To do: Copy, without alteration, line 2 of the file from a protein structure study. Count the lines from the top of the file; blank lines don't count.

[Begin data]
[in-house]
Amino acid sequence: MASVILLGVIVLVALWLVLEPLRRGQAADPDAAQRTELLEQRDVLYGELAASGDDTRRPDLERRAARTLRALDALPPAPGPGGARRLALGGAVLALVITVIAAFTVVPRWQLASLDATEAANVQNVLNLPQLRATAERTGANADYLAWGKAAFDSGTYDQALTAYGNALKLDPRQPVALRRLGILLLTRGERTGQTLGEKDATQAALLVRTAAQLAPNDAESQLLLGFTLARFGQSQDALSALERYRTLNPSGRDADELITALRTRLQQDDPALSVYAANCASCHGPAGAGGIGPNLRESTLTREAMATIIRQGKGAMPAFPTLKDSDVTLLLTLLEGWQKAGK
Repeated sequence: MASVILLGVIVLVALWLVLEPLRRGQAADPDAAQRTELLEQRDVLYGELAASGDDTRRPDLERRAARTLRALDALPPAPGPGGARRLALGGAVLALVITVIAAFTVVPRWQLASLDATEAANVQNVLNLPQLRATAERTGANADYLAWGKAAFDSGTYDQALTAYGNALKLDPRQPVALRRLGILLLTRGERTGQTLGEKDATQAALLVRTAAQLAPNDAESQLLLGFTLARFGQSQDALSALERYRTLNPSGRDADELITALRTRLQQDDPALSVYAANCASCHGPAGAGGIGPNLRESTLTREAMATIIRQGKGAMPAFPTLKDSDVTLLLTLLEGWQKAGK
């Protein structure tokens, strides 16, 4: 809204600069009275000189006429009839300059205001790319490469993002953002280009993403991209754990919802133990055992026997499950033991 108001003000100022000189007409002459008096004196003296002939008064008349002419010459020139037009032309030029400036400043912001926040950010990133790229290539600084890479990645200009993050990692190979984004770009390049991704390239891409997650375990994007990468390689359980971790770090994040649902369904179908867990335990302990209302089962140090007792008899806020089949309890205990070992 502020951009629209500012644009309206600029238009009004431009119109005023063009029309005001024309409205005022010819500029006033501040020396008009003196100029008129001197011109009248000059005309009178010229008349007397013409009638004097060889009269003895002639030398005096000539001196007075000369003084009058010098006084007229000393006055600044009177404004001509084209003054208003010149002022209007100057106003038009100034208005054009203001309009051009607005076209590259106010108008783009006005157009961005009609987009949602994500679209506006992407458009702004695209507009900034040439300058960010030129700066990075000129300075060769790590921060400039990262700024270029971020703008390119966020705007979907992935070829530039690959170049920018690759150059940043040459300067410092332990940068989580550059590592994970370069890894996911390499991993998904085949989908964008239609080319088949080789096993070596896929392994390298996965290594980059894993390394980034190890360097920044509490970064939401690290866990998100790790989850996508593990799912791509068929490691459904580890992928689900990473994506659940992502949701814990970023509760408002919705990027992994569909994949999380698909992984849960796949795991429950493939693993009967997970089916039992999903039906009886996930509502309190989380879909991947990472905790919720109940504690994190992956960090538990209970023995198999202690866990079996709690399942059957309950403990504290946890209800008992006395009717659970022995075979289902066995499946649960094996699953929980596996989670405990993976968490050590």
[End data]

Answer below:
Amino acid sequence: MASVILLGVIVLVALWLVLEPLRRGQAADPDAAQRTELLEQRDVLYGELAASGDDTRRPDLERRAARTLRALDALPPAPGPGGARRLALGGAVLALVITVIAAFTVVPRWQLASLDATEAANVQNVLNLPQLRATAERTGANADYLAWGKAAFDSGTYDQALTAYGNALKLDPRQPVALRRLGILLLTRGERTGQTLGEKDATQAALLVRTAAQLAPNDAESQLLLGFTLARFGQSQDALSALERYRTLNPSGRDADELITALRTRLQQDDPALSVYAANCASCHGPAGAGGIGPNLRESTLTREAMATIIRQGKGAMPAFPTLKDSDVTLLLTLLEGWQKAGK